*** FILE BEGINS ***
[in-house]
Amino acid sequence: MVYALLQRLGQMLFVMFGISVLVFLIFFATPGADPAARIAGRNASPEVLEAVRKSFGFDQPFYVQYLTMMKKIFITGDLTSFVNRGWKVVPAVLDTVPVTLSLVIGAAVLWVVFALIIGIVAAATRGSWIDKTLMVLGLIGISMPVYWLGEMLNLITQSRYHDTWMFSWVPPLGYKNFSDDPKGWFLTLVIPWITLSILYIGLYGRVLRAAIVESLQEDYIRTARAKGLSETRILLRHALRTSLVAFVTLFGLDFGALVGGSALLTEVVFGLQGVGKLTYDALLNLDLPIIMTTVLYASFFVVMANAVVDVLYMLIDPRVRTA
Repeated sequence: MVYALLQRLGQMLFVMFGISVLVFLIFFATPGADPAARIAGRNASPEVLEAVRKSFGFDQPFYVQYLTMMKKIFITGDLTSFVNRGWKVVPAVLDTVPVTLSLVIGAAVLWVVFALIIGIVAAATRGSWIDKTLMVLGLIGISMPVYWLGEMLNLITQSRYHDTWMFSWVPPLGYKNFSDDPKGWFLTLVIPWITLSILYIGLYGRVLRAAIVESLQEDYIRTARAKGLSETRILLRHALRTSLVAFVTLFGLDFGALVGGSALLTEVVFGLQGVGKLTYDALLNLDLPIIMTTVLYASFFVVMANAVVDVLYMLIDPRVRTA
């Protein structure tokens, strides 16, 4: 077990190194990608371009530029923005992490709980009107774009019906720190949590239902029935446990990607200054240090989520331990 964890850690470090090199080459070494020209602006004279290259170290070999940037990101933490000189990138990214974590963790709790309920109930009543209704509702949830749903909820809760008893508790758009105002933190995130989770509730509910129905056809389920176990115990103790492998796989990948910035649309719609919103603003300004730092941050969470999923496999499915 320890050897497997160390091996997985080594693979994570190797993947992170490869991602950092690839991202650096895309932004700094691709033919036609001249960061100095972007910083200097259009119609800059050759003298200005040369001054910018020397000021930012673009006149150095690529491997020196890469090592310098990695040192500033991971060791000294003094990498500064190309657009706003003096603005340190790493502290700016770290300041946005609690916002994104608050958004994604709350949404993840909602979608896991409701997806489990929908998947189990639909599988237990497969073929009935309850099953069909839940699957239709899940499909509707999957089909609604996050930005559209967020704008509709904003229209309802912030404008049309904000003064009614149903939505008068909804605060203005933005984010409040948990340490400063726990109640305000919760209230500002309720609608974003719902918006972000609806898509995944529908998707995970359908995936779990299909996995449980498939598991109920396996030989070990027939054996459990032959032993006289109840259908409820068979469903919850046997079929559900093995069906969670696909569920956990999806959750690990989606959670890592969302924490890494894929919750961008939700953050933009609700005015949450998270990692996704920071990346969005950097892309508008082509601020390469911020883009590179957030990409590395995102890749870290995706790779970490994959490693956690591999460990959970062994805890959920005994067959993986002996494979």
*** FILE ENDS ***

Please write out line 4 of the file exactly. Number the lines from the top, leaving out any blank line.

């Protein structure tokens, strides 16, 4: 077990190194990608371009530029923005992490709980009107774009019906720190949590239902029935446990990607200054240090989520331990 964890850690470090090199080459070494020209602006004279290259170290070999940037990101933490000189990138990214974590963790709790309920109930009543209704509702949830749903909820809760008893508790758009105002933190995130989770509730509910129905056809389920176990115990103790492998796989990948910035649309719609919103603003300004730092941050969470999923496999499915 320890050897497997160390091996997985080594693979994570190797993947992170490869991602950092690839991202650096895309932004700094691709033919036609001249960061100095972007910083200097259009119609800059050759003298200005040369001054910018020397000021930012673009006149150095690529491997020196890469090592310098990695040192500033991971060791000294003094990498500064190309657009706003003096603005340190790493502290700016770290300041946005609690916002994104608050958004994604709350949404993840909602979608896991409701997806489990929908998947189990639909599988237990497969073929009935309850099953069909839940699957239709899940499909509707999957089909609604996050930005559209967020704008509709904003229209309802912030404008049309904000003064009614149903939505008068909804605060203005933005984010409040948990340490400063726990109640305000919760209230500002309720609608974003719902918006972000609806898509995944529908998707995970359908995936779990299909996995449980498939598991109920396996030989070990027939054996459990032959032993006289109840259908409820068979469903919850046997079929559900093995069906969670696909569920956990999806959750690990989606959670890592969302924490890494894929919750961008939700953050933009609700005015949450998270990692996704920071990346969005950097892309508008082509601020390469911020883009590179957030990409590395995102890749870290995706790779970490994959490693956690591999460990959970062994805890959920005994067959993986002996494979």